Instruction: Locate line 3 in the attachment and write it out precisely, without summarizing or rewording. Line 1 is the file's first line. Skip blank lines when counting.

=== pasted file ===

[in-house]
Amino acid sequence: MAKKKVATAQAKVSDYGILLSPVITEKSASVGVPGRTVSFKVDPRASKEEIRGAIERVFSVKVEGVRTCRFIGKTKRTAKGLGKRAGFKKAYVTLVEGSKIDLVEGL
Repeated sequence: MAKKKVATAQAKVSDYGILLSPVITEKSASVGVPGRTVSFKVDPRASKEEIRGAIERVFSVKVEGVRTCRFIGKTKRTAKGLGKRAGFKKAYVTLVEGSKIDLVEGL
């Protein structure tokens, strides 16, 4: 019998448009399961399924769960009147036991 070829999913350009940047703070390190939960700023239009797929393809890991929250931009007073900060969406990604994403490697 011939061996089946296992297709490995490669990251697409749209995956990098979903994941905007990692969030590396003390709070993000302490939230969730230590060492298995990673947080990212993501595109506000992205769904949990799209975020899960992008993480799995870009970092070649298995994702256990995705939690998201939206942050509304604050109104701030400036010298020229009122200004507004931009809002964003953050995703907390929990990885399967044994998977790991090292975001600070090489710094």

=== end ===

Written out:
Repeated sequence: MAKKKVATAQAKVSDYGILLSPVITEKSASVGVPGRTVSFKVDPRASKEEIRGAIERVFSVKVEGVRTCRFIGKTKRTAKGLGKRAGFKKAYVTLVEGSKIDLVEGL